The Maine Principals’ Association announced a reopening of all interscholastic activities in the state late Wednesday afternoon.
That means high school sports as they existed before the COVID-19 pandemic will again be the norm this fall.
The MPA had been working in consultation with several state agencies to offer sports during the 2020-21 academic year, using community sports guidelines developed by the state to govern its own offerings.
But those guidelines were retired by the state this week, leading Maine Department of Health and Human Services commissioner Jeanne Lambrew to say earlier Wednesday afternoon that the MPA would regain final say over the sports and activities it sponsors.
“In light of the increased role that the U.S. CDC has assumed in issuing guidance, the state of Maine has decided to retire its COVID-19 prevention checklists, including community sports,” she said.
“Moving forward, we are happy to offer any sort of input on the Maine Principals’ Association public health protocols for summer or fall sports if they would like it,” she added. “As a reminder, school sports must continue to follow Maine’s current executive order and school requirements and recommendations when those sports are being played on school grounds and in school buildings, but the Maine Principals’ Association will have the ability to decide on fall sports this year.”
Lambrew said that message was shared with MPA officials on Wednesday before she spoke to the media.
“The bottom line is yes, this is part of our going back to the way things were before the pandemic where the Maine Principals’ Association is the governing body for school sports,” Lambrew said.
At a virtual meeting on Wednesday morning, the MPA’s Sports Medicine Advisory Committee discussed the status of football and wrestling — two sports whose seasons were canceled during the 2020-21 school year — but made no announcements after emerging from an executive session on the topic, according to MPA interscholastic executive director Mike Burnham.
Burnham had said the MPA would not make a public statement until its officials had spoken with representatives of state agencies that have been involved with developing the guidelines, but that stance changed with Lambrew’s words during a televised Maine CDC press briefing.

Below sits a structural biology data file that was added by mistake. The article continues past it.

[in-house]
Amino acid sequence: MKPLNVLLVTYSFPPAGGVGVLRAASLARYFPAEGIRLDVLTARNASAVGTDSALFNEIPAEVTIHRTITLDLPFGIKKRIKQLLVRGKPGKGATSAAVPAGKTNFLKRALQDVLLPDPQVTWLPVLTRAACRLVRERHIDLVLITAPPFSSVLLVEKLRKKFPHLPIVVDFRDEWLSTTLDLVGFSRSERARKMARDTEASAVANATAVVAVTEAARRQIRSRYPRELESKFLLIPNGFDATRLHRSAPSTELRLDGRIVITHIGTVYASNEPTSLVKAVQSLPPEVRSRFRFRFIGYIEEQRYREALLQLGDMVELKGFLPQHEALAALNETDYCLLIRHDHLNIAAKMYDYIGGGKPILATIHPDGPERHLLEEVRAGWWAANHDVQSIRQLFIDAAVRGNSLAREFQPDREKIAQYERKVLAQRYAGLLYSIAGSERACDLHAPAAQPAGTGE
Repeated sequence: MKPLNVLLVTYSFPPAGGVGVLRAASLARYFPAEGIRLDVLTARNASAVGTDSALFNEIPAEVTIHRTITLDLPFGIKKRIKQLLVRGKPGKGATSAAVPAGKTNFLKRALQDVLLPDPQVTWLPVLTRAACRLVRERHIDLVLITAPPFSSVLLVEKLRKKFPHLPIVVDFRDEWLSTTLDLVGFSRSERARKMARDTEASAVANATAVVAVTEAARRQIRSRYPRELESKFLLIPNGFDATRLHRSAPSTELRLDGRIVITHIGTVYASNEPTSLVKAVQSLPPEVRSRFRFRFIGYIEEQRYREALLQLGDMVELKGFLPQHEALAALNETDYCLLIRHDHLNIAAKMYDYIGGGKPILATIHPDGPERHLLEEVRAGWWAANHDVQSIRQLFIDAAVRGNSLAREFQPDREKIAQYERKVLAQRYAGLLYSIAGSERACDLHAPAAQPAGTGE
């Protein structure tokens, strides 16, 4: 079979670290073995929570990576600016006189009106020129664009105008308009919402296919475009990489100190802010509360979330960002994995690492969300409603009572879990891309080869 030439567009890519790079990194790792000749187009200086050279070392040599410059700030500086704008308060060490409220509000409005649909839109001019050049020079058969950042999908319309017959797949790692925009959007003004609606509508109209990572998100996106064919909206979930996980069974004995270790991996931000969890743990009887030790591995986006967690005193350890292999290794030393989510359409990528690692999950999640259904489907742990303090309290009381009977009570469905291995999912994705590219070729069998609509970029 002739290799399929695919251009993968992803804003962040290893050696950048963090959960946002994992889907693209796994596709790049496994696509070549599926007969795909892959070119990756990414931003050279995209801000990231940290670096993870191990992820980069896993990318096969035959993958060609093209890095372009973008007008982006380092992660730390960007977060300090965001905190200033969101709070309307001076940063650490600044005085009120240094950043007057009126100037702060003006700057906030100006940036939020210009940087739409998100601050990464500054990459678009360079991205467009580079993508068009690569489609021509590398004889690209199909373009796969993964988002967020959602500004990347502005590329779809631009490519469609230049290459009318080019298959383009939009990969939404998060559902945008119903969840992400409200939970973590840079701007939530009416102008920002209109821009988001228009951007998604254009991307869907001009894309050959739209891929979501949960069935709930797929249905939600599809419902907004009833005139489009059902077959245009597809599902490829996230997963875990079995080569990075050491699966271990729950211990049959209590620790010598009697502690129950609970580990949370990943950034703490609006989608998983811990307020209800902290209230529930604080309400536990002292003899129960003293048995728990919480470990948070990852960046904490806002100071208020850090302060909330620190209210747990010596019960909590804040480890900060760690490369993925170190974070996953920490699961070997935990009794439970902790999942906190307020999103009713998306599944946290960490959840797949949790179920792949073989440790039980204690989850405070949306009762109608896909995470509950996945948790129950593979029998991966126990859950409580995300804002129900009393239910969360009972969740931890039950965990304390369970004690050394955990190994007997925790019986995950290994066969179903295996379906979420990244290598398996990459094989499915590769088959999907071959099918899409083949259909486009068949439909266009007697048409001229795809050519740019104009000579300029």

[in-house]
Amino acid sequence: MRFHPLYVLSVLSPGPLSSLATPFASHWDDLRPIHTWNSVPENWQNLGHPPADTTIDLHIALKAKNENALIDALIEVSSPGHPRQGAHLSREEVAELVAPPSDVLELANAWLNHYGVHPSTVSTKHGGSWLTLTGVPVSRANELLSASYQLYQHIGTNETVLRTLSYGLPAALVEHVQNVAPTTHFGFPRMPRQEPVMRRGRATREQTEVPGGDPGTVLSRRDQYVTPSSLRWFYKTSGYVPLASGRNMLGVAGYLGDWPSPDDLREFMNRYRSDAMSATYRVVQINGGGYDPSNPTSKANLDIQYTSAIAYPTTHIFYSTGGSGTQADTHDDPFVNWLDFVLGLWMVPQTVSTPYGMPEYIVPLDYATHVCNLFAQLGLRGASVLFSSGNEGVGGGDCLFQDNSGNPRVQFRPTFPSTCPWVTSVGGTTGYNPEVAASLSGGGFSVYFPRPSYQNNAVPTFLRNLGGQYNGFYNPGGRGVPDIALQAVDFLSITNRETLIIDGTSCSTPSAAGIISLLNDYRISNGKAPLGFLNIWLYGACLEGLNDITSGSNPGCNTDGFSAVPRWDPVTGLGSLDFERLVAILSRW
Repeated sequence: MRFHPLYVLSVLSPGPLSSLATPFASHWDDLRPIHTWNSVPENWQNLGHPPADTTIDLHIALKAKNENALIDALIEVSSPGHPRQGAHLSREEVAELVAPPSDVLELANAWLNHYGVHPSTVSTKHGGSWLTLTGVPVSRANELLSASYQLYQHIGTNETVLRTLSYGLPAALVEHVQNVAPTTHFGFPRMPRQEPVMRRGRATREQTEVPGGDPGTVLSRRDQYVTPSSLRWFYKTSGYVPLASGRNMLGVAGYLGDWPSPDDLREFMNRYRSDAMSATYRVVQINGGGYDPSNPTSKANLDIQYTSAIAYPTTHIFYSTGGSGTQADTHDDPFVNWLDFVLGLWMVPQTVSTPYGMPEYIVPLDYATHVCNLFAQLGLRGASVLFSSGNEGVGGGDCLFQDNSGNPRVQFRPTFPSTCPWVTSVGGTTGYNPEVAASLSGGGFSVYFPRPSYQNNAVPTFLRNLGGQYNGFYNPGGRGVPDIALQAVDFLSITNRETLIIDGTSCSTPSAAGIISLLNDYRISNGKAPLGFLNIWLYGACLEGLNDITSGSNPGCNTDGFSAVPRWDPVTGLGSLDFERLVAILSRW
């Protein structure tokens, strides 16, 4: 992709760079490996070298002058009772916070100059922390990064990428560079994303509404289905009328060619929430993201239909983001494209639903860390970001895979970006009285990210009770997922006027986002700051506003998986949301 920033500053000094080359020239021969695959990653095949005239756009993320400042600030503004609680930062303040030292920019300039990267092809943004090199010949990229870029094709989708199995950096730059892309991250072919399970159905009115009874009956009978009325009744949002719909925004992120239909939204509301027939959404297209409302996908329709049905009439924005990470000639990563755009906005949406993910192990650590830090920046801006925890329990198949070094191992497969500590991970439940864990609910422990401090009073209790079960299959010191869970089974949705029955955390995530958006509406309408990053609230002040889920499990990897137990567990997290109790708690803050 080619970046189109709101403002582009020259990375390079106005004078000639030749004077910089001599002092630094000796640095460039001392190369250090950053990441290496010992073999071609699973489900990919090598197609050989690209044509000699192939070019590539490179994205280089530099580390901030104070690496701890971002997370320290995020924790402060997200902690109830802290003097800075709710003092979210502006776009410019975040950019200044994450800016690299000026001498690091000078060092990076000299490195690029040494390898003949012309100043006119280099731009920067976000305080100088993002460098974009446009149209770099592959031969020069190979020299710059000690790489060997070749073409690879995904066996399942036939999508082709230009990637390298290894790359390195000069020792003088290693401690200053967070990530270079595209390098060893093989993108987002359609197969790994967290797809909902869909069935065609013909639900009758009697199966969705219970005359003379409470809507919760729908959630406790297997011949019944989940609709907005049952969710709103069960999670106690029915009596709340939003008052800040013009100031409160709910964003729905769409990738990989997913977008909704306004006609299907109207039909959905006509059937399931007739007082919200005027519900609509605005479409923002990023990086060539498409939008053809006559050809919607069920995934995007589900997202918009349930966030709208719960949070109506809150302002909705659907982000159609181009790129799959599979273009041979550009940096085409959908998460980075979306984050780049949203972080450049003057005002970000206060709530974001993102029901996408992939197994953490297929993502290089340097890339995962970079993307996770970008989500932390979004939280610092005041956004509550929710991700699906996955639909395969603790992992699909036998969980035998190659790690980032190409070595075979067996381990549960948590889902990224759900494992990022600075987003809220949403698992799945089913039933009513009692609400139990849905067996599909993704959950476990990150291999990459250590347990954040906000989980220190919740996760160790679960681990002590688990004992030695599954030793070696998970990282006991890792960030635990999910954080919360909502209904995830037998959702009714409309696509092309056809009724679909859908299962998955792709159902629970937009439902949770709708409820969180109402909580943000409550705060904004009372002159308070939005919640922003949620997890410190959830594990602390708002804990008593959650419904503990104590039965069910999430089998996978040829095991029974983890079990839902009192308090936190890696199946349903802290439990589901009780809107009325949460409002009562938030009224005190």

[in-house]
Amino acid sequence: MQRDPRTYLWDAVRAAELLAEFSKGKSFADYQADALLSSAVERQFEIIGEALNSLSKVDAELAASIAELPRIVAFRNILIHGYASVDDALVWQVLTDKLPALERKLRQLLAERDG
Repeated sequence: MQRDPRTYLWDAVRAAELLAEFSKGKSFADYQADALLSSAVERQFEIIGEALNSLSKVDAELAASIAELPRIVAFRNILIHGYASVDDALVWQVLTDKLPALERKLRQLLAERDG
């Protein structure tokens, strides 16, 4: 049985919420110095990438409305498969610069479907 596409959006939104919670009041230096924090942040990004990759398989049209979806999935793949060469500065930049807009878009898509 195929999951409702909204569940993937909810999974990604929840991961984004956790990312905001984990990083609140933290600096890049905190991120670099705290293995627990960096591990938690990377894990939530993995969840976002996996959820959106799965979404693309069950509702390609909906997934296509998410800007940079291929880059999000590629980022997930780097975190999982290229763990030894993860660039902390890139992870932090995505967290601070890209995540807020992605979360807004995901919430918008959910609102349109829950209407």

“It is with great excitement that the Maine Principals’ Association announces a reopening of all interscholastic activities in Maine,” the MPA statement said. “As our state moves to following U.S. CDC guidelines, we will continue to work with the Maine Department of Education, the Maine School Board and Superintendent’s Association and the Maine Interscholastic Athletic Administrators’ Association to assist schools in developing their individual school plans to allow for a safe reopening plan for their athletes and school staff.
“These plans will look at current requirements and recommendations for schools as well as Maine’s Executive Orders.”
The news is big for all involved in high school sports, particularly members of the tackle football and wrestling communities that had their 2020-21 seasons canceled while being considered higher-risk sports through the community sports guidelines, which prevented interscholastic competition in those sports.
Both sports now are expected to rejoin the varsity ranks for the 2021-22 school year, with football this fall and wrestling next winter.
“I think as much as anything it [was] a matter of everybody getting on the same page and hopefully giving us that final approval,” said Dan O’Connell, head football coach and athletic administrator at John Bapst Memorial High School in Bangor and a member of the Maine Football Coaches Association’s executive committee.
“We were eagerly waiting.”
The retired guidelines, designed for both school- and community-based sports, placed different activities in low-, medium- and higher-risk categories. The MPA implemented those guidelines in consultation with state agencies.
Maine was one of the few states nationally not to have a traditional tackle football season during the 2020-21 school year, opting instead for touch football or flag football options.
According to the National Federation of State High School Associations, 34 states had football seasons last fall while 11 states conducted their primary football seasons this spring.
Gov. Janet Mills announced on May 14 her intention to retire the state’s COVID-19 Prevention Checklists, including the community sports guidelines.
“In light of the increased role the U.S. [Centers for Disease Control and Prevention] has assumed in issuing guidance, the state of Maine made the decision to retire its COVID-19 Prevention Checklists and to transition to U.S. CDC guidelines as appropriate,” DECD spokesperson Kate Foye said.
Foye said the state has replaced its community sports guidelines with a single general guidance document. It includes recommendations, rather than requirements, regarding such topics as masks, hand hygiene, ventilation, signage, contact tracing and cleaning and disinfection.